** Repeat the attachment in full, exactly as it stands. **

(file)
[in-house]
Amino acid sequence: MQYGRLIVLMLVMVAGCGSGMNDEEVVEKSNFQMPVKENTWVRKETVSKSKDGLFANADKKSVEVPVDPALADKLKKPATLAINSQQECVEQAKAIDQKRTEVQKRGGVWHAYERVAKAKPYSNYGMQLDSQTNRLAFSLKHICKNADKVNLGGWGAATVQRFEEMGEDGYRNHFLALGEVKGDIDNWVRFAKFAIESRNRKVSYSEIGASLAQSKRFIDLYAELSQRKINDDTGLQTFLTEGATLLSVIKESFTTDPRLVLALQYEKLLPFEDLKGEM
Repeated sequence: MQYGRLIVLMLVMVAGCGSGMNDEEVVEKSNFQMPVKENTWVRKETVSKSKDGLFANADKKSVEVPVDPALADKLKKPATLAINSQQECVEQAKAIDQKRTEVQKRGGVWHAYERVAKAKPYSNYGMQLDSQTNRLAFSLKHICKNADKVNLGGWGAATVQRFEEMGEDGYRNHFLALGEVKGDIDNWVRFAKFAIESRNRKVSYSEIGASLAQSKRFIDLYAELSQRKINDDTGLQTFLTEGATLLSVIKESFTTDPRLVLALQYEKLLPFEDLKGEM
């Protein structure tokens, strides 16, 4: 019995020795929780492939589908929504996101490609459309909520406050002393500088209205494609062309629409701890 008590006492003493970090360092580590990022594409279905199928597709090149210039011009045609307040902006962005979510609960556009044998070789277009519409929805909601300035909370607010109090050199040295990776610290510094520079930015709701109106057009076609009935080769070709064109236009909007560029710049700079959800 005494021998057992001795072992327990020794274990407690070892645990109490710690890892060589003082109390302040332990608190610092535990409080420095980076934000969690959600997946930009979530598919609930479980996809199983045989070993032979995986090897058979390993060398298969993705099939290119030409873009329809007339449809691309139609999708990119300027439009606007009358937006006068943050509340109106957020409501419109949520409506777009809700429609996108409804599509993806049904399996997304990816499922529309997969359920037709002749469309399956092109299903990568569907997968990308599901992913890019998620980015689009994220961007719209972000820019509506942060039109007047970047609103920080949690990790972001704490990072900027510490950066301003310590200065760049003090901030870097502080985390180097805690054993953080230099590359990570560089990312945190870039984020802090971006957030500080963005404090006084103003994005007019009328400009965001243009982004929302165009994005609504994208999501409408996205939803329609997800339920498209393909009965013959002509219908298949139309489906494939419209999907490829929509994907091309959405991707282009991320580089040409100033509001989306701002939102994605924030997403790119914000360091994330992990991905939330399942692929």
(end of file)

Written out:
[in-house]
Amino acid sequence: MQYGRLIVLMLVMVAGCGSGMNDEEVVEKSNFQMPVKENTWVRKETVSKSKDGLFANADKKSVEVPVDPALADKLKKPATLAINSQQECVEQAKAIDQKRTEVQKRGGVWHAYERVAKAKPYSNYGMQLDSQTNRLAFSLKHICKNADKVNLGGWGAATVQRFEEMGEDGYRNHFLALGEVKGDIDNWVRFAKFAIESRNRKVSYSEIGASLAQSKRFIDLYAELSQRKINDDTGLQTFLTEGATLLSVIKESFTTDPRLVLALQYEKLLPFEDLKGEM
Repeated sequence: MQYGRLIVLMLVMVAGCGSGMNDEEVVEKSNFQMPVKENTWVRKETVSKSKDGLFANADKKSVEVPVDPALADKLKKPATLAINSQQECVEQAKAIDQKRTEVQKRGGVWHAYERVAKAKPYSNYGMQLDSQTNRLAFSLKHICKNADKVNLGGWGAATVQRFEEMGEDGYRNHFLALGEVKGDIDNWVRFAKFAIESRNRKVSYSEIGASLAQSKRFIDLYAELSQRKINDDTGLQTFLTEGATLLSVIKESFTTDPRLVLALQYEKLLPFEDLKGEM
């Protein structure tokens, strides 16, 4: 019995020795929780492939589908929504996101490609459309909520406050002393500088209205494609062309629409701890 008590006492003493970090360092580590990022594409279905199928597709090149210039011009045609307040902006962005979510609960556009044998070789277009519409929805909601300035909370607010109090050199040295990776610290510094520079930015709701109106057009076609009935080769070709064109236009909007560029710049700079959800 005494021998057992001795072992327990020794274990407690070892645990109490710690890892060589003082109390302040332990608190610092535990409080420095980076934000969690959600997946930009979530598919609930479980996809199983045989070993032979995986090897058979390993060398298969993705099939290119030409873009329809007339449809691309139609999708990119300027439009606007009358937006006068943050509340109106957020409501419109949520409506777009809700429609996108409804599509993806049904399996997304990816499922529309997969359920037709002749469309399956092109299903990568569907997968990308599901992913890019998620980015689009994220961007719209972000820019509506942060039109007047970047609103920080949690990790972001704490990072900027510490950066301003310590200065760049003090901030870097502080985390180097805690054993953080230099590359990570560089990312945190870039984020802090971006957030500080963005404090006084103003994005007019009328400009965001243009982004929302165009994005609504994208999501409408996205939803329609997800339920498209393909009965013959002509219908298949139309489906494939419209999907490829929509994907091309959405991707282009991320580089040409100033509001989306701002939102994605924030997403790119914000360091994330992990991905939330399942692929």